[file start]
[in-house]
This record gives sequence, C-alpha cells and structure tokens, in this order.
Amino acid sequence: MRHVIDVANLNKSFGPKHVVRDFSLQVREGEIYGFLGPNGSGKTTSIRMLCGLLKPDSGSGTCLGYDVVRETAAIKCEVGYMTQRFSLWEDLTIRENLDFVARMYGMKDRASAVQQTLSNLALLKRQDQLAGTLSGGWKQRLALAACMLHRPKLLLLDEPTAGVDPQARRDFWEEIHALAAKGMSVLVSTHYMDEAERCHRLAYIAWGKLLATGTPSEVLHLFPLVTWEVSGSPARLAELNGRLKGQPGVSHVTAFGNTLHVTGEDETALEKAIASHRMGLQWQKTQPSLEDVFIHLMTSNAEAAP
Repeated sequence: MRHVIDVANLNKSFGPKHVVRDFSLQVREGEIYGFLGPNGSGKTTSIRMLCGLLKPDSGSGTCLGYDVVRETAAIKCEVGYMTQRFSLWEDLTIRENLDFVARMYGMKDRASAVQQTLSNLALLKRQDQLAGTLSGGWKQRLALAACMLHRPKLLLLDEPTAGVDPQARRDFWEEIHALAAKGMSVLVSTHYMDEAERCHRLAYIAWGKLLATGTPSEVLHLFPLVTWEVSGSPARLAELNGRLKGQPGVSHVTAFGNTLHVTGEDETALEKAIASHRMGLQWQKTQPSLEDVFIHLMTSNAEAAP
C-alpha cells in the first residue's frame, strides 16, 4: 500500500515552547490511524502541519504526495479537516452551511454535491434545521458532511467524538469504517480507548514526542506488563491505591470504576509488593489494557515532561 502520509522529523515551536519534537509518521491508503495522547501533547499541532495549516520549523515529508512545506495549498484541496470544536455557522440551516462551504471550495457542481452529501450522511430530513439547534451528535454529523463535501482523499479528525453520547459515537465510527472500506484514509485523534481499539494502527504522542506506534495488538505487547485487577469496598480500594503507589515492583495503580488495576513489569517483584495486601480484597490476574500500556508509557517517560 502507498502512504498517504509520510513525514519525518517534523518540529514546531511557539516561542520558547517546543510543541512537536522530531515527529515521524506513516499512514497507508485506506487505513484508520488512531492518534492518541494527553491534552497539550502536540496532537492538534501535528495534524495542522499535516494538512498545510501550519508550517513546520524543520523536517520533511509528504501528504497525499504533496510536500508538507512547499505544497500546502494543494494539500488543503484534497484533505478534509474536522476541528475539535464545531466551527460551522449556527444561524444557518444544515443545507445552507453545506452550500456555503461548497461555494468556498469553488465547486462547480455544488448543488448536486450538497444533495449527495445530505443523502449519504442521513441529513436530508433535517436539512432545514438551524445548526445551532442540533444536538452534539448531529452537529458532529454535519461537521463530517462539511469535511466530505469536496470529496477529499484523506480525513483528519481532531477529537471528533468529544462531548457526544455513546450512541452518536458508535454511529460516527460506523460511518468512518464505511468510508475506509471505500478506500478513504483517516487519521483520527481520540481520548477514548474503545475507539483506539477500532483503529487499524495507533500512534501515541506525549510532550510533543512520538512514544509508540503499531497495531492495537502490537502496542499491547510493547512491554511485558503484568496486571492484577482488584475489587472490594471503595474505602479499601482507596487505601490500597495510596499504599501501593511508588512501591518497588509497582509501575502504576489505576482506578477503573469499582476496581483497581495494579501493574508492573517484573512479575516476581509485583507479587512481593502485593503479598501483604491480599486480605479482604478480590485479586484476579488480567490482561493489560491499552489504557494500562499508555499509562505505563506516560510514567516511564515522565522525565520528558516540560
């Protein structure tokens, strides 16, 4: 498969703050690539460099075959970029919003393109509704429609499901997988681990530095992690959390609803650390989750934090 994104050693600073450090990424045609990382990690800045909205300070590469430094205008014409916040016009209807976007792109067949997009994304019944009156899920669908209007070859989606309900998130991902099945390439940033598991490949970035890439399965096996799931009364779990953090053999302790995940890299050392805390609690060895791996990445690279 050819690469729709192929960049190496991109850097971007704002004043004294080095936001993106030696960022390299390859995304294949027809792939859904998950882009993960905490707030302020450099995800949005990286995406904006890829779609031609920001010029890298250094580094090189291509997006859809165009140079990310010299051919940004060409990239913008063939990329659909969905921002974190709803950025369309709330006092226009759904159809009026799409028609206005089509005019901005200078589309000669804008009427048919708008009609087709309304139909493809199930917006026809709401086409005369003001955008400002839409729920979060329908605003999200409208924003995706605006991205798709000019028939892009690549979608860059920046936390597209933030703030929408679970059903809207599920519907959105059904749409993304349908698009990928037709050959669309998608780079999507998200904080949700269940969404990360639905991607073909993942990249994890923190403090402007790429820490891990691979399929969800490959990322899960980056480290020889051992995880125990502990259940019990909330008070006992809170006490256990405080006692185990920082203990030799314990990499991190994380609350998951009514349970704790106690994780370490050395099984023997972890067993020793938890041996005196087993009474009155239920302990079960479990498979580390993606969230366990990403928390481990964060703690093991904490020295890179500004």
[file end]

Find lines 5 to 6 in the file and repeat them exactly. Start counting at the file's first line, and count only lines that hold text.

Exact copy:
C-alpha cells in the first residue's frame, strides 16, 4: 500500500515552547490511524502541519504526495479537516452551511454535491434545521458532511467524538469504517480507548514526542506488563491505591470504576509488593489494557515532561 502520509522529523515551536519534537509518521491508503495522547501533547499541532495549516520549523515529508512545506495549498484541496470544536455557522440551516462551504471550495457542481452529501450522511430530513439547534451528535454529523463535501482523499479528525453520547459515537465510527472500506484514509485523534481499539494502527504522542506506534495488538505487547485487577469496598480500594503507589515492583495503580488495576513489569517483584495486601480484597490476574500500556508509557517517560 502507498502512504498517504509520510513525514519525518517534523518540529514546531511557539516561542520558547517546543510543541512537536522530531515527529515521524506513516499512514497507508485506506487505513484508520488512531492518534492518541494527553491534552497539550502536540496532537492538534501535528495534524495542522499535516494538512498545510501550519508550517513546520524543520523536517520533511509528504501528504497525499504533496510536500508538507512547499505544497500546502494543494494539500488543503484534497484533505478534509474536522476541528475539535464545531466551527460551522449556527444561524444557518444544515443545507445552507453545506452550500456555503461548497461555494468556498469553488465547486462547480455544488448543488448536486450538497444533495449527495445530505443523502449519504442521513441529513436530508433535517436539512432545514438551524445548526445551532442540533444536538452534539448531529452537529458532529454535519461537521463530517462539511469535511466530505469536496470529496477529499484523506480525513483528519481532531477529537471528533468529544462531548457526544455513546450512541452518536458508535454511529460516527460506523460511518468512518464505511468510508475506509471505500478506500478513504483517516487519521483520527481520540481520548477514548474503545475507539483506539477500532483503529487499524495507533500512534501515541506525549510532550510533543512520538512514544509508540503499531497495531492495537502490537502496542499491547510493547512491554511485558503484568496486571492484577482488584475489587472490594471503595474505602479499601482507596487505601490500597495510596499504599501501593511508588512501591518497588509497582509501575502504576489505576482506578477503573469499582476496581483497581495494579501493574508492573517484573512479575516476581509485583507479587512481593502485593503479598501483604491480599486480605479482604478480590485479586484476579488480567490482561493489560491499552489504557494500562499508555499509562505505563506516560510514567516511564515522565522525565520528558516540560
């Protein structure tokens, strides 16, 4: 498969703050690539460099075959970029919003393109509704429609499901997988681990530095992690959390609803650390989750934090 994104050693600073450090990424045609990382990690800045909205300070590469430094205008014409916040016009209807976007792109067949997009994304019944009156899920669908209007070859989606309900998130991902099945390439940033598991490949970035890439399965096996799931009364779990953090053999302790995940890299050392805390609690060895791996990445690279 050819690469729709192929960049190496991109850097971007704002004043004294080095936001993106030696960022390299390859995304294949027809792939859904998950882009993960905490707030302020450099995800949005990286995406904006890829779609031609920001010029890298250094580094090189291509997006859809165009140079990310010299051919940004060409990239913008063939990329659909969905921002974190709803950025369309709330006092226009759904159809009026799409028609206005089509005019901005200078589309000669804008009427048919708008009609087709309304139909493809199930917006026809709401086409005369003001955008400002839409729920979060329908605003999200409208924003995706605006991205798709000019028939892009690549979608860059920046936390597209933030703030929408679970059903809207599920519907959105059904749409993304349908698009990928037709050959669309998608780079999507998200904080949700269940969404990360639905991607073909993942990249994890923190403090402007790429820490891990691979399929969800490959990322899960980056480290020889051992995880125990502990259940019990909330008070006992809170006490256990405080006692185990920082203990030799314990990499991190994380609350998951009514349970704790106690994780370490050395099984023997972890067993020793938890041996005196087993009474009155239920302990079960479990498979580390993606969230366990990403928390481990964060703690093991904490020295890179500004």